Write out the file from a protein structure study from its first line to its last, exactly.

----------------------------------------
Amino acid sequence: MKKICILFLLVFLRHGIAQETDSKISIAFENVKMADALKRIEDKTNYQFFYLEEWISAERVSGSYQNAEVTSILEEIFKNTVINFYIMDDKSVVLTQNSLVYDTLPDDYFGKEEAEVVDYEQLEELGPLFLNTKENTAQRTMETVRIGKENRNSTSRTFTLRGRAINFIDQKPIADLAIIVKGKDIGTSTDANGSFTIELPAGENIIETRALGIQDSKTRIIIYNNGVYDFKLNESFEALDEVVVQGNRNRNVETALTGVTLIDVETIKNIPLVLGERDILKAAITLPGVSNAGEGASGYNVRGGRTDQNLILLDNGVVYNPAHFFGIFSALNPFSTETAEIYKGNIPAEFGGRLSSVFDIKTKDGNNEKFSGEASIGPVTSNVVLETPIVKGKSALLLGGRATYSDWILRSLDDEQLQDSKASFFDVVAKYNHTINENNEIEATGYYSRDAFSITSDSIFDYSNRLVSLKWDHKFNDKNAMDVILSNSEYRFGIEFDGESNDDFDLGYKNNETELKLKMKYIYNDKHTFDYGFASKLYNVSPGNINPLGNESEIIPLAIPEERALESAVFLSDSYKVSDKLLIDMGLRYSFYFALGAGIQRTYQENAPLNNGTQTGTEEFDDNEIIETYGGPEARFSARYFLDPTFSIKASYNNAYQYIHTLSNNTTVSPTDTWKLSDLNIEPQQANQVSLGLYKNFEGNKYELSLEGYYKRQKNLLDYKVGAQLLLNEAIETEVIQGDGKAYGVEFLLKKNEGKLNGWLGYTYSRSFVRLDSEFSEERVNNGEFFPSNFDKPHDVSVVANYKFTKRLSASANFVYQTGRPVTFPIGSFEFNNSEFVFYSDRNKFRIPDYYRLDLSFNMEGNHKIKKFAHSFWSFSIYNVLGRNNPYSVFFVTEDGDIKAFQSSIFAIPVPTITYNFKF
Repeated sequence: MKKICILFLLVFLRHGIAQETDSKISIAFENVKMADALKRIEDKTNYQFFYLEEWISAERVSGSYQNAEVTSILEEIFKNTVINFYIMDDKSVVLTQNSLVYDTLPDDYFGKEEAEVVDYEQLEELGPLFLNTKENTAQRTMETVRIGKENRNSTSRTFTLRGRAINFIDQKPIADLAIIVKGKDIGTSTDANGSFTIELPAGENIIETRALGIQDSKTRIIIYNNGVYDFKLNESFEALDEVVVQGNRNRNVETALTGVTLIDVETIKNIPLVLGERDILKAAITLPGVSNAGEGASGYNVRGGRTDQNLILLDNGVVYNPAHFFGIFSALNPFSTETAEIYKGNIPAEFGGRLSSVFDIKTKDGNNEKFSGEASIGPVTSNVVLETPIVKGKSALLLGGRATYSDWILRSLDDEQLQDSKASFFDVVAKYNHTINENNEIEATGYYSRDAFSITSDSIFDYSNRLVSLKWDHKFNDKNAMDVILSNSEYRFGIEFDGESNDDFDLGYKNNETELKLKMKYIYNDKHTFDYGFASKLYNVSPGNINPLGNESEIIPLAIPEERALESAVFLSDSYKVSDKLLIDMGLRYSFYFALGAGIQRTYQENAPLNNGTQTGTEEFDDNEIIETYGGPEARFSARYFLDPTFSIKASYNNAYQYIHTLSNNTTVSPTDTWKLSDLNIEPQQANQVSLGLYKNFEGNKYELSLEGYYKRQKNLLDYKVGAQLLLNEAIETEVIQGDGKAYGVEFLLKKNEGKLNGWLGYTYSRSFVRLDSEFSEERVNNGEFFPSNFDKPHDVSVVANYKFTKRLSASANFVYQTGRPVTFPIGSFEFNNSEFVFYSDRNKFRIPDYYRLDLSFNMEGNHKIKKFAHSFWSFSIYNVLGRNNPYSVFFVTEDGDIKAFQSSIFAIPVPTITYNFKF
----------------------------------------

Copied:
Amino acid sequence: MKKICILFLLVFLRHGIAQETDSKISIAFENVKMADALKRIEDKTNYQFFYLEEWISAERVSGSYQNAEVTSILEEIFKNTVINFYIMDDKSVVLTQNSLVYDTLPDDYFGKEEAEVVDYEQLEELGPLFLNTKENTAQRTMETVRIGKENRNSTSRTFTLRGRAINFIDQKPIADLAIIVKGKDIGTSTDANGSFTIELPAGENIIETRALGIQDSKTRIIIYNNGVYDFKLNESFEALDEVVVQGNRNRNVETALTGVTLIDVETIKNIPLVLGERDILKAAITLPGVSNAGEGASGYNVRGGRTDQNLILLDNGVVYNPAHFFGIFSALNPFSTETAEIYKGNIPAEFGGRLSSVFDIKTKDGNNEKFSGEASIGPVTSNVVLETPIVKGKSALLLGGRATYSDWILRSLDDEQLQDSKASFFDVVAKYNHTINENNEIEATGYYSRDAFSITSDSIFDYSNRLVSLKWDHKFNDKNAMDVILSNSEYRFGIEFDGESNDDFDLGYKNNETELKLKMKYIYNDKHTFDYGFASKLYNVSPGNINPLGNESEIIPLAIPEERALESAVFLSDSYKVSDKLLIDMGLRYSFYFALGAGIQRTYQENAPLNNGTQTGTEEFDDNEIIETYGGPEARFSARYFLDPTFSIKASYNNAYQYIHTLSNNTTVSPTDTWKLSDLNIEPQQANQVSLGLYKNFEGNKYELSLEGYYKRQKNLLDYKVGAQLLLNEAIETEVIQGDGKAYGVEFLLKKNEGKLNGWLGYTYSRSFVRLDSEFSEERVNNGEFFPSNFDKPHDVSVVANYKFTKRLSASANFVYQTGRPVTFPIGSFEFNNSEFVFYSDRNKFRIPDYYRLDLSFNMEGNHKIKKFAHSFWSFSIYNVLGRNNPYSVFFVTEDGDIKAFQSSIFAIPVPTITYNFKF
Repeated sequence: MKKICILFLLVFLRHGIAQETDSKISIAFENVKMADALKRIEDKTNYQFFYLEEWISAERVSGSYQNAEVTSILEEIFKNTVINFYIMDDKSVVLTQNSLVYDTLPDDYFGKEEAEVVDYEQLEELGPLFLNTKENTAQRTMETVRIGKENRNSTSRTFTLRGRAINFIDQKPIADLAIIVKGKDIGTSTDANGSFTIELPAGENIIETRALGIQDSKTRIIIYNNGVYDFKLNESFEALDEVVVQGNRNRNVETALTGVTLIDVETIKNIPLVLGERDILKAAITLPGVSNAGEGASGYNVRGGRTDQNLILLDNGVVYNPAHFFGIFSALNPFSTETAEIYKGNIPAEFGGRLSSVFDIKTKDGNNEKFSGEASIGPVTSNVVLETPIVKGKSALLLGGRATYSDWILRSLDDEQLQDSKASFFDVVAKYNHTINENNEIEATGYYSRDAFSITSDSIFDYSNRLVSLKWDHKFNDKNAMDVILSNSEYRFGIEFDGESNDDFDLGYKNNETELKLKMKYIYNDKHTFDYGFASKLYNVSPGNINPLGNESEIIPLAIPEERALESAVFLSDSYKVSDKLLIDMGLRYSFYFALGAGIQRTYQENAPLNNGTQTGTEEFDDNEIIETYGGPEARFSARYFLDPTFSIKASYNNAYQYIHTLSNNTTVSPTDTWKLSDLNIEPQQANQVSLGLYKNFEGNKYELSLEGYYKRQKNLLDYKVGAQLLLNEAIETEVIQGDGKAYGVEFLLKKNEGKLNGWLGYTYSRSFVRLDSEFSEERVNNGEFFPSNFDKPHDVSVVANYKFTKRLSASANFVYQTGRPVTFPIGSFEFNNSEFVFYSDRNKFRIPDYYRLDLSFNMEGNHKIKKFAHSFWSFSIYNVLGRNNPYSVFFVTEDGDIKAFQSSIFAIPVPTITYNFKF